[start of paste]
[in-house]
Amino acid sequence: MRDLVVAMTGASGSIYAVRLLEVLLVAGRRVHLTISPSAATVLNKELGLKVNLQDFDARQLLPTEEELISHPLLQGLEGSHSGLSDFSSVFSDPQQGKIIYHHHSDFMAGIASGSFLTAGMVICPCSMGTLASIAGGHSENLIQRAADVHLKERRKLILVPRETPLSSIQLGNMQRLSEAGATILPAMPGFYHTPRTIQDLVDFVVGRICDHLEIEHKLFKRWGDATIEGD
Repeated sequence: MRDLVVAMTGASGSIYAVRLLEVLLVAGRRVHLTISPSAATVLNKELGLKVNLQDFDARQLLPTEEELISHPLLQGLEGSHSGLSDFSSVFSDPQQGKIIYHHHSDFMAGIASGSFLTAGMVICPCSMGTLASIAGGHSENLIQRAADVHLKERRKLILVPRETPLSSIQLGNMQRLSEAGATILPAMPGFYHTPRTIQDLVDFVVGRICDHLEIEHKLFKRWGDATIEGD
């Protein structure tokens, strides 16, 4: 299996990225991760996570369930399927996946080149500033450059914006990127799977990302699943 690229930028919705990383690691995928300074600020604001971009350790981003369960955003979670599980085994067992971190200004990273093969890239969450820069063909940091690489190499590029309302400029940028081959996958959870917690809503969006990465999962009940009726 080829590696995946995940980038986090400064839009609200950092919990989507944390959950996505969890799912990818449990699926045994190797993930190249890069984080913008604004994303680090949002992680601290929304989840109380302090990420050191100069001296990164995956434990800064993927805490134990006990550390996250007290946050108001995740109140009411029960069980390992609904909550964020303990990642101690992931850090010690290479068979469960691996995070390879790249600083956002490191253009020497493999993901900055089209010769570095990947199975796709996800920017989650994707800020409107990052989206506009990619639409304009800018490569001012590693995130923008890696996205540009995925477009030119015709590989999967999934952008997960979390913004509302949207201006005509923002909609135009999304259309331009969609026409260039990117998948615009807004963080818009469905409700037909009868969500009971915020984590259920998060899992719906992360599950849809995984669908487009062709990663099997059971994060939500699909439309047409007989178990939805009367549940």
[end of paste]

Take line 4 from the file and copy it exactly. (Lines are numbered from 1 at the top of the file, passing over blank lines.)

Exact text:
């Protein structure tokens, strides 16, 4: 299996990225991760996570369930399927996946080149500033450059914006990127799977990302699943 690229930028919705990383690691995928300074600020604001971009350790981003369960955003979670599980085994067992971190200004990273093969890239969450820069063909940091690489190499590029309302400029940028081959996958959870917690809503969006990465999962009940009726 080829590696995946995940980038986090400064839009609200950092919990989507944390959950996505969890799912990818449990699926045994190797993930190249890069984080913008604004994303680090949002992680601290929304989840109380302090990420050191100069001296990164995956434990800064993927805490134990006990550390996250007290946050108001995740109140009411029960069980390992609904909550964020303990990642101690992931850090010690290479068979469960691996995070390879790249600083956002490191253009020497493999993901900055089209010769570095990947199975796709996800920017989650994707800020409107990052989206506009990619639409304009800018490569001012590693995130923008890696996205540009995925477009030119015709590989999967999934952008997960979390913004509302949207201006005509923002909609135009999304259309331009969609026409260039990117998948615009807004963080818009469905409700037909009868969500009971915020984590259920998060899992719906992360599950849809995984669908487009062709990663099997059971994060939500699909439309047409007989178990939805009367549940």